The bottom line is that in the global marketplace in which we live not using 21st-century tools puts BCIT students, faculty and staff at a huge disadvantage.

Notable Quotes:

“The Victorians were great engineers. They engineered a [schooling] system that was so robust that it’s still with us today, continuously producing identical people for a machine that no longer exists.”

“It’s quite fashionable to say that the education system’s broken — it’s not broken, it’s wonderfully constructed. It’s just that we don’t need it anymore. It’s outdated.”

Sugata Mitra: Build a School in the Cloud

awesome datacenters nowatermark

IDC offers the following predictions for 2012:

  • The world will spend a whopping $2.1 trillion on tech in 2013
  • Tech will grow insanely fast in emerging countries
  • 2013 will be a make-it-or-break-it year in mobile for some vendors
  • Big IT companies will feast on smaller cloud players
  • A lot of smaller, specialized clouds will sprout up
  • Everyone will become an IT person
  • Big data will get bigger
  • The data center as we know it is over
  • Your work computer will be an ID you keep in your head

Tis the season for IT predictions and this years predictions are starting with some tried and try favorites. Cloud and mobile computing have been the “next big thing” for almost five years now and perhaps in 2013 we will start to see some of the earlier years predictions coming true. With the uptake of the iPad and other tablets we may now finally see some of these predictions come true. The ability to use ones own mobile phone or tablet to get real work done is finally a reality and this is will be putting significant pressure on IT departments to keep up.

One of the challenging predictions for IT is that “everyone will become an IT person”. What this really means is people are tired of hearing “NO” from IT and are using tools like Dropbox, Google docs and a wide assortment of free file sharing resources to get their work done without IT’s support. While this is great for the end user because they don’t have to deal with IT and can just get things done, the security risks involved in sharing corporate, government or academic data on some of these networks is significant and we may see 2013 or perhaps 2014 as the year of the renewed security threat.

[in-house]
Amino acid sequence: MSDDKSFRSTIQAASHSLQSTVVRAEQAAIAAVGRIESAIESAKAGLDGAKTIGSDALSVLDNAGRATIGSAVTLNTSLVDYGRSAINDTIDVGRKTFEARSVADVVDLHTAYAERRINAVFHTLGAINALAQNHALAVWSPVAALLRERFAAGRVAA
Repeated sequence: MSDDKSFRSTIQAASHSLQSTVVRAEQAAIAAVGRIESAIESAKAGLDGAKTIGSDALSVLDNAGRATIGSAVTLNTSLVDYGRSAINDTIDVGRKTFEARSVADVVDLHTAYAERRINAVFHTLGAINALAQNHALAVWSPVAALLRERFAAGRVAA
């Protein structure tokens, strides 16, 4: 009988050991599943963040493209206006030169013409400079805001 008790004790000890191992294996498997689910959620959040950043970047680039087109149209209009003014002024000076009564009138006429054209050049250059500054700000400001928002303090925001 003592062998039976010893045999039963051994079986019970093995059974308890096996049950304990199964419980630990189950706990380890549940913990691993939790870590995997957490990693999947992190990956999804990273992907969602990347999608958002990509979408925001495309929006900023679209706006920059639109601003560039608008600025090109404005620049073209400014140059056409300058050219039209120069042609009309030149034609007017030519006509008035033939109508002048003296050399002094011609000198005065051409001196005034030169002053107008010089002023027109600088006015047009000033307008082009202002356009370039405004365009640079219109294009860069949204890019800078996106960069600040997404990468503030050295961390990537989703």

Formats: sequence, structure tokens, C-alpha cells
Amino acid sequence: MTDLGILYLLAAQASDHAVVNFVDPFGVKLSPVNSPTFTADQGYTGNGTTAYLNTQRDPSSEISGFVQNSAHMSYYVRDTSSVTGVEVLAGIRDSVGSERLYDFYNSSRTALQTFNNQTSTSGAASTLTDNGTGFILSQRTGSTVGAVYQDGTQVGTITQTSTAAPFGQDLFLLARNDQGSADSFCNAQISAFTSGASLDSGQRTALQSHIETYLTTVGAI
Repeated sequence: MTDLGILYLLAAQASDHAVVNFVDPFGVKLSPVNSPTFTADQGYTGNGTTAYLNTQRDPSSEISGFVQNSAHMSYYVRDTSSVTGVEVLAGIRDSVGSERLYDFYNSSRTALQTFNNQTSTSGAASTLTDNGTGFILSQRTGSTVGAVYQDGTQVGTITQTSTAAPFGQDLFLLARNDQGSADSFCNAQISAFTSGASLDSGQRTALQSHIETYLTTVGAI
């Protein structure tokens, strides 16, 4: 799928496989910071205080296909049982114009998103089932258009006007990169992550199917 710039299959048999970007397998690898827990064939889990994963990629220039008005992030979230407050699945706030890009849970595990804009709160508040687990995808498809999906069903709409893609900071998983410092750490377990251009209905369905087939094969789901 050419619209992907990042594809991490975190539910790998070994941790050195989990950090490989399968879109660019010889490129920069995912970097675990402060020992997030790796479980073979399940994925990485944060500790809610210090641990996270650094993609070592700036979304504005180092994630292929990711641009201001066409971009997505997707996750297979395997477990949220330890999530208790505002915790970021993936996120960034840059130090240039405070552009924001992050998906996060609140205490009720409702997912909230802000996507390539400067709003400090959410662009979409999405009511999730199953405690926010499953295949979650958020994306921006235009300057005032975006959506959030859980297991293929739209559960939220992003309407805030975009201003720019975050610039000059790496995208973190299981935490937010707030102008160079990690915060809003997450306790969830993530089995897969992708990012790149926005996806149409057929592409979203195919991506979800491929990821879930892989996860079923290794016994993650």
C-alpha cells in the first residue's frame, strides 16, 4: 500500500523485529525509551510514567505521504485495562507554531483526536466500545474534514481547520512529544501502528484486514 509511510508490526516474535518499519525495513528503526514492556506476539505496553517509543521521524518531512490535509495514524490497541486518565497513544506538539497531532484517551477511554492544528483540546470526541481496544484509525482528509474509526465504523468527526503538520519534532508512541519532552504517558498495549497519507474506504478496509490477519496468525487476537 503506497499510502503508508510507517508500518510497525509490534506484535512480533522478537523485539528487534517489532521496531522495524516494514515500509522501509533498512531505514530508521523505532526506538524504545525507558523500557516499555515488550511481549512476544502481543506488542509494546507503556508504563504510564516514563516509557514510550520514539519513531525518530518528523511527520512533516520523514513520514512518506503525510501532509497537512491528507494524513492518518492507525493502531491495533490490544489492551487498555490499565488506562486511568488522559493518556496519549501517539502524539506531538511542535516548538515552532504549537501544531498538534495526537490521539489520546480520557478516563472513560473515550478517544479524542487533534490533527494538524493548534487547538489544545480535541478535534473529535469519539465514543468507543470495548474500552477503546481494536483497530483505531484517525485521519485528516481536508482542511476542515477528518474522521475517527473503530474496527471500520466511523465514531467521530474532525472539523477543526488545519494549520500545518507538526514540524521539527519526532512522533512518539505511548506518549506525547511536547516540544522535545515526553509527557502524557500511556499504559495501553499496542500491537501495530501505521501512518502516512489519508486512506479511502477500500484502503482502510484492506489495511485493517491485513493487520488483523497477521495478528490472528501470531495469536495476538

IT departments that are currently facing this uncontrollable user driven shift only have themselves to blame. Cloud and mobile computing have been significant forces for many years now and there was plenty of time to develop strategies to work with Bring Your Own Device (BYOD) workers. Proper planning and proactive responses to the cloud and mobile trends would have prevented what many will see as a reactive response to this shift. Proactive planning would have also alleviated many of the security concerns that will become big news are a result of the BYOD trends that are driving change.

Perhaps the most accurate predictions is that 2013 will be a make or break year for many companies. IDC has suggested that that mobile phone and tablet companies that don’t attract interest from at least 50% of app developers won’t survive. Apple and Android are the market leaders so it is their lead to loose. Will RIM make it? Will Microsoft’s bet on Windows 8 on the phone, tablet and desktop be enough or is it too little too late? Will 2013 be the year of consolidation in the cloud and mobile space? Regardless, 2013 should prove to be an interesting and pivotal year.